The national bus strategy

The national bus strategy

  1. If deregulation is dead then what is this that is replacing it?

For years we have been arguing that passengers in our areas don’t want on-street competition and private companies determining the key public service that they rely on. Instead they want single, integrated bus networks as part of wider single, integrated public transport networks. The national bus strategy shows that argument has now been won. It’s striking too how few friends bus deregulation has now that nobody seems to have turned up at its funeral yesterday to mourn its passing and to defend Nicholas Ridley’s original vision of a free and competitive market for bus services. But if deregulation as we knew it is dead then what is this that is replacing it?

The National Bus Strategy goes into a remarkable level of detail of what bus networks should look like in the future – from how buses routes should be numbered to how the fares should be structured and charged. In essence it wants the kind of bus network you would get through specification via a franchise or through municipal provision. But though franchising (and perhaps municipal operation in the future) are seen as legitimate ways of achieving these goals by the strategy, in effect bus services in England are being herded to the top of an Enhanced Partnership ski slope and given a hefty push. No Enhanced Partnership by April next year – no money. And whereas the few Enhanced Partnerships that exist have taken years to put in place, the Government wants the whole of England to be papered over with EP agreements (other than those who are on the franchise route) in a years’ time.

In some ways, it makes sense to seek to reduce the wriggle room that could translate into years of endless negotiations between local authorities and bus operators only to arrive at a watered down compromise and yet another bus strategy. But at the same time there has to be a danger that, on these timescales and with local government spending cuts having decimated transport planning capacity in the shires in particular, weak and baggy Enhanced Partnerships will emerge in order to access the cash – whilst the details that matter to passengers are spun out into the future. And Enhanced Partnerships are still a product of negotiation – rather than dictation by local authorities on behalf of national government in pursuit of a precise outcome. They also still operate within a deregulated market which is overseen by the competition authorities. So just how far can we expect the Enhanced Partnership tool to deliver the kind of  fully integrated single network with highly specified outcomes that the Government wants all across the country?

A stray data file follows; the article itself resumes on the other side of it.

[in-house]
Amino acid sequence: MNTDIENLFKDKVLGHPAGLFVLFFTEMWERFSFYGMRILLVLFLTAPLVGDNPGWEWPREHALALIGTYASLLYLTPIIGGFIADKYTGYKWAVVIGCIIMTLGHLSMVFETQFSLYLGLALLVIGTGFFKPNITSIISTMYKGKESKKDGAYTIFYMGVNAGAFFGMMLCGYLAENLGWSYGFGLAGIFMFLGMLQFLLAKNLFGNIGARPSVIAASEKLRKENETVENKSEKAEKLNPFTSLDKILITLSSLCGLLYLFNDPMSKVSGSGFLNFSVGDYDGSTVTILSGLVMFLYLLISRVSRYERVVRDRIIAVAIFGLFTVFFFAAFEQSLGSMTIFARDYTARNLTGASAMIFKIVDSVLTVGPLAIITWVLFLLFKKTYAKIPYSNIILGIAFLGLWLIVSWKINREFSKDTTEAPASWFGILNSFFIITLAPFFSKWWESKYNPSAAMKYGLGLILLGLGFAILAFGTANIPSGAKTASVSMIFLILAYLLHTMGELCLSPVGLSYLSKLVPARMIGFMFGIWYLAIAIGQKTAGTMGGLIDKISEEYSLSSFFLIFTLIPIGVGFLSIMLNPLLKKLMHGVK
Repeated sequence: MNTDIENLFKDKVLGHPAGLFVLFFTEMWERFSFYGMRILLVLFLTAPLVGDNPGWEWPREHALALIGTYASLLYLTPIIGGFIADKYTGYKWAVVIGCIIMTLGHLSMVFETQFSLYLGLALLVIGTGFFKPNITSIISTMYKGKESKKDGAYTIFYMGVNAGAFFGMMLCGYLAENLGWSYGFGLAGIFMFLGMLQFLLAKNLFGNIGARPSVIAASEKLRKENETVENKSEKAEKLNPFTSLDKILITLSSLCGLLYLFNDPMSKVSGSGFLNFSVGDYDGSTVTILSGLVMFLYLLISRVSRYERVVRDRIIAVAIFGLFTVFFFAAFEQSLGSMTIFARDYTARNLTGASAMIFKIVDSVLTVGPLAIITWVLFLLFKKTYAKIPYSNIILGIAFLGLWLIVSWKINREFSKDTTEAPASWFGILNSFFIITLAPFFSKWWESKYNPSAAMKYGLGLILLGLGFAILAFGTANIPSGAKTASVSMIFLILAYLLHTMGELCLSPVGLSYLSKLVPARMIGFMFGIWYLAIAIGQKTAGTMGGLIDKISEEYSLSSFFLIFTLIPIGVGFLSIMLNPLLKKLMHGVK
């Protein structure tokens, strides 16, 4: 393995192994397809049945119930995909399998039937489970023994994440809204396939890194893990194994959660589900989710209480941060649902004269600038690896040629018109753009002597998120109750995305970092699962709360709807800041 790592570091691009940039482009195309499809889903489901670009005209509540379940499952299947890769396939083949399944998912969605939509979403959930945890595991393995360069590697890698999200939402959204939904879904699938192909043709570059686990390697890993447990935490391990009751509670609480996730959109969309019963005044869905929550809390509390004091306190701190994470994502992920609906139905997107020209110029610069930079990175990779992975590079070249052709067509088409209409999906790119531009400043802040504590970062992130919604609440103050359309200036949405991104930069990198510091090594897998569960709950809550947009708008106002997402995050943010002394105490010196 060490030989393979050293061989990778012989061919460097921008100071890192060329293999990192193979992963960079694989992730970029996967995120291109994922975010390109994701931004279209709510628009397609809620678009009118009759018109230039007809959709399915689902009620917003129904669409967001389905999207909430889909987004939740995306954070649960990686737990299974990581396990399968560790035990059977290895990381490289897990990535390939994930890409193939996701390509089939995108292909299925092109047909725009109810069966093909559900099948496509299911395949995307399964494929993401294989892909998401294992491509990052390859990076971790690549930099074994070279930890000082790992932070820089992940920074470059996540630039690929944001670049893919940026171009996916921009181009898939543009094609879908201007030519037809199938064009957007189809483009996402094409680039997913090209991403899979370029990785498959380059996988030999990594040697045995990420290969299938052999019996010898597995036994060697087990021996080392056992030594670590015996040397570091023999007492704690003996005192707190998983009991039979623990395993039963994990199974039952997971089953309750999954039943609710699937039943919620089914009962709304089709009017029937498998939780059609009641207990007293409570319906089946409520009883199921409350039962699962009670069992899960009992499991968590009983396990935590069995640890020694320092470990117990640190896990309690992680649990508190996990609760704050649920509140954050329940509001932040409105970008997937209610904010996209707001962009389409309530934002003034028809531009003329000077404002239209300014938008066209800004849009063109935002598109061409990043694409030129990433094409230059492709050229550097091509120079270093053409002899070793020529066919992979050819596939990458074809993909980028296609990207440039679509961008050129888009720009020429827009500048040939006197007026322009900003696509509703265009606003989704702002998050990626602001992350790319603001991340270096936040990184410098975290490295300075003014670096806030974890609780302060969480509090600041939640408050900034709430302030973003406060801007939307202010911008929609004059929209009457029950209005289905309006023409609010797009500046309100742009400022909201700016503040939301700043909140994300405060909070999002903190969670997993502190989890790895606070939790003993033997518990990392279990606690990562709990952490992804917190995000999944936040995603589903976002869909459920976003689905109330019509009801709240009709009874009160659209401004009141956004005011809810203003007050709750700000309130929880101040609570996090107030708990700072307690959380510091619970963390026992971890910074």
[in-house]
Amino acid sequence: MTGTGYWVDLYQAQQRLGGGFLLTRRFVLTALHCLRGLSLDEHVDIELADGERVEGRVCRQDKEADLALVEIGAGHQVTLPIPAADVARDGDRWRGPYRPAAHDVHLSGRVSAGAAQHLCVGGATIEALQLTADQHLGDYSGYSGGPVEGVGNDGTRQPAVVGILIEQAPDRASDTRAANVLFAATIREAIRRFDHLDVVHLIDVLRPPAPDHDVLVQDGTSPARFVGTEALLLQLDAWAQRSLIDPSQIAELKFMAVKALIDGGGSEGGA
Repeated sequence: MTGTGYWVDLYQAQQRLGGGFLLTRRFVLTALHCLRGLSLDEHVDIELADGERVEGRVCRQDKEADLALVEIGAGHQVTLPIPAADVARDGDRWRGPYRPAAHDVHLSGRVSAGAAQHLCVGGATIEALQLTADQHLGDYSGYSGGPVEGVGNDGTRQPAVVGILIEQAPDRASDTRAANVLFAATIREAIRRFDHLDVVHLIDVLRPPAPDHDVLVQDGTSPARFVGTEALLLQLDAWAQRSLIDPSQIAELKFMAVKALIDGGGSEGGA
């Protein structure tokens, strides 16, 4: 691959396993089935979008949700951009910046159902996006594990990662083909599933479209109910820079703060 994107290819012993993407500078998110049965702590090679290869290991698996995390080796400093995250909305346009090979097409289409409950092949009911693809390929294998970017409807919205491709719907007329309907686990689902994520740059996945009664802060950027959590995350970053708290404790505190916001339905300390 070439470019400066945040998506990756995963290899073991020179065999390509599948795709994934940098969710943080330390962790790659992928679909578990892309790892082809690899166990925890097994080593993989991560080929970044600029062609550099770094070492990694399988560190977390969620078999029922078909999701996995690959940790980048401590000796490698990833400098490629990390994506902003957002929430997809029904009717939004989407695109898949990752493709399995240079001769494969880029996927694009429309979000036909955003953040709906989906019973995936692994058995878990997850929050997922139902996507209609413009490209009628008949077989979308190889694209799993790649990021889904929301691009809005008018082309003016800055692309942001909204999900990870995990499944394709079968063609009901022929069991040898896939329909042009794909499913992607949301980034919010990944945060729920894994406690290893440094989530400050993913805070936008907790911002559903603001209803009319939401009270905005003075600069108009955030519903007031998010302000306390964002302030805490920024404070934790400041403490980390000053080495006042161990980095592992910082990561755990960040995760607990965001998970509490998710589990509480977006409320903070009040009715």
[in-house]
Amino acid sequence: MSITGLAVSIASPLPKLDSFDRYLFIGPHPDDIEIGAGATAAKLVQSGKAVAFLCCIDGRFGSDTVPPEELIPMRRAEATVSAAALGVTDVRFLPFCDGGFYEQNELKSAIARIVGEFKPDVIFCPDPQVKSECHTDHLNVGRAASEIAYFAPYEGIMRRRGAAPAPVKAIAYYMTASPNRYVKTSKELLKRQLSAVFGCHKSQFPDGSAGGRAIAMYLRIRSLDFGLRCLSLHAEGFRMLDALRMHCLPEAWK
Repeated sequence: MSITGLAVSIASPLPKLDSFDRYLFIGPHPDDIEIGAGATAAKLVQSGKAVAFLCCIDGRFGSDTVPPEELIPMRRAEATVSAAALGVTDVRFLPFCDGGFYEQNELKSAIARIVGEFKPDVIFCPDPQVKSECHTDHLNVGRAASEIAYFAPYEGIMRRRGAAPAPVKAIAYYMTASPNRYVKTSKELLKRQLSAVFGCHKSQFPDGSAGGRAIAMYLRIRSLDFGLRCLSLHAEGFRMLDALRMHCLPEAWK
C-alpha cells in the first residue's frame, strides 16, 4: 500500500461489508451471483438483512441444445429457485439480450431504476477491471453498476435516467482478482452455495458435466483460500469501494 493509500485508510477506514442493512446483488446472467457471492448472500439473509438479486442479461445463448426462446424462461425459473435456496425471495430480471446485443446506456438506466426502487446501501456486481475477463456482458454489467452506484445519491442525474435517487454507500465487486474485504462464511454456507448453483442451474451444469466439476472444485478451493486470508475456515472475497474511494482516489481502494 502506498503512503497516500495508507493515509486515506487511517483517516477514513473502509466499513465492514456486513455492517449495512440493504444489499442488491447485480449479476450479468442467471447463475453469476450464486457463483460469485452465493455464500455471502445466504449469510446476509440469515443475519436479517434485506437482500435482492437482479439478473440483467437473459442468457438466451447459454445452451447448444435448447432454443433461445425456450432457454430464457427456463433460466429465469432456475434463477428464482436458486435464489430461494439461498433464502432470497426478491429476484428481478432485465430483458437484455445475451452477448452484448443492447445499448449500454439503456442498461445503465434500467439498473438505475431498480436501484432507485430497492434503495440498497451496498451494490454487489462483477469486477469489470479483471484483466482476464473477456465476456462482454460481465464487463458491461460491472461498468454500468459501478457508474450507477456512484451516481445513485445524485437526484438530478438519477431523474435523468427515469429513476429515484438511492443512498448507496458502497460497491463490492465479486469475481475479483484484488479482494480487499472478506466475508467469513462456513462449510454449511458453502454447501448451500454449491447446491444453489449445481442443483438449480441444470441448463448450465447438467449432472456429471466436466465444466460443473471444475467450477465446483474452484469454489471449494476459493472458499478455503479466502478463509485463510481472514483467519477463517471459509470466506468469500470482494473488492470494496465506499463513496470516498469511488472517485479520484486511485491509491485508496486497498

More widely, are we now entering – in theory at least – a strange hybrid model for bus provision where those operating bus services (when the music stopped before the pandemic) get to carry on but under a kind of quasi licence from local government which itself is under a kind of quasi licence from national government? And all within what is still nominally a free market where new entrants could burst upon the scene at any moment. Meanwhile, the bus strategy is in danger of bias against the route one option that could deliver the outcomes it wants – which is to write down precisely what you want and ask companies to bid to provide it. Because if you start an Enhanced Partnership to get the funding how easy, legally and otherwise, would it be to later ride two horses by starting the franchising process? How do you work closely with incumbent operators on an EP and at the same time run a free and fair franchising process where non-incumbents are on level terms? It’s strange too that though the document is keenly aware of the problems with timelines on franchising – and sets an ambitious timeline for Enhanced Partnerships – there is no mention of any reforms of the 2017 legislation which could learn the lessons from the slow take up and implementation of the powers it contains.

2. How much?